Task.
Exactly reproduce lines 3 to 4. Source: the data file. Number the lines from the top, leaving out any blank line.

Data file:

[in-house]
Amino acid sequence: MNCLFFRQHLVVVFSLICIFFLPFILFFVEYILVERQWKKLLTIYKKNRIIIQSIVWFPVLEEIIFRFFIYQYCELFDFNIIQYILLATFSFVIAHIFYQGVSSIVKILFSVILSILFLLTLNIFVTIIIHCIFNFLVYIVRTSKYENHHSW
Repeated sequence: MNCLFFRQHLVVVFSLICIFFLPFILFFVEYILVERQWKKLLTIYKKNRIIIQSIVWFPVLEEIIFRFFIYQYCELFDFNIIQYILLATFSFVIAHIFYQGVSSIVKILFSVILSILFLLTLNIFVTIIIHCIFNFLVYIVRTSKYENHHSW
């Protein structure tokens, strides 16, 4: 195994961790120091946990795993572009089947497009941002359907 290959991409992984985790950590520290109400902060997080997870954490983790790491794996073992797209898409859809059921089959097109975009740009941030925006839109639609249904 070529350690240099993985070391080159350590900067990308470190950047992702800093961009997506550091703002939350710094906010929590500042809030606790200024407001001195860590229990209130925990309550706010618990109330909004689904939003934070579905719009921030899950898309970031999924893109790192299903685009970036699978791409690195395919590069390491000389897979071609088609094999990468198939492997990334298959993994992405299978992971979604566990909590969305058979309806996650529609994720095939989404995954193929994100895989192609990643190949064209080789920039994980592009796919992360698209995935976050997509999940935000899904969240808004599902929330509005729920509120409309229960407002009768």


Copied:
Repeated sequence: MNCLFFRQHLVVVFSLICIFFLPFILFFVEYILVERQWKKLLTIYKKNRIIIQSIVWFPVLEEIIFRFFIYQYCELFDFNIIQYILLATFSFVIAHIFYQGVSSIVKILFSVILSILFLLTLNIFVTIIIHCIFNFLVYIVRTSKYENHHSW
């Protein structure tokens, strides 16, 4: 195994961790120091946990795993572009089947497009941002359907 290959991409992984985790950590520290109400902060997080997870954490983790790491794996073992797209898409859809059921089959097109975009740009941030925006839109639609249904 070529350690240099993985070391080159350590900067990308470190950047992702800093961009997506550091703002939350710094906010929590500042809030606790200024407001001195860590229990209130925990309550706010618990109330909004689904939003934070579905719009921030899950898309970031999924893109790192299903685009970036699978791409690195395919590069390491000389897979071609088609094999990468198939492997990334298959993994992405299978992971979604566990909590969305058979309806996650529609994720095939989404995954193929994100895989192609990643190949064209080789920039994980592009796919992360698209995935976050997509999940935000899904969240808004599902929330509005729920509120409309229960407002009768």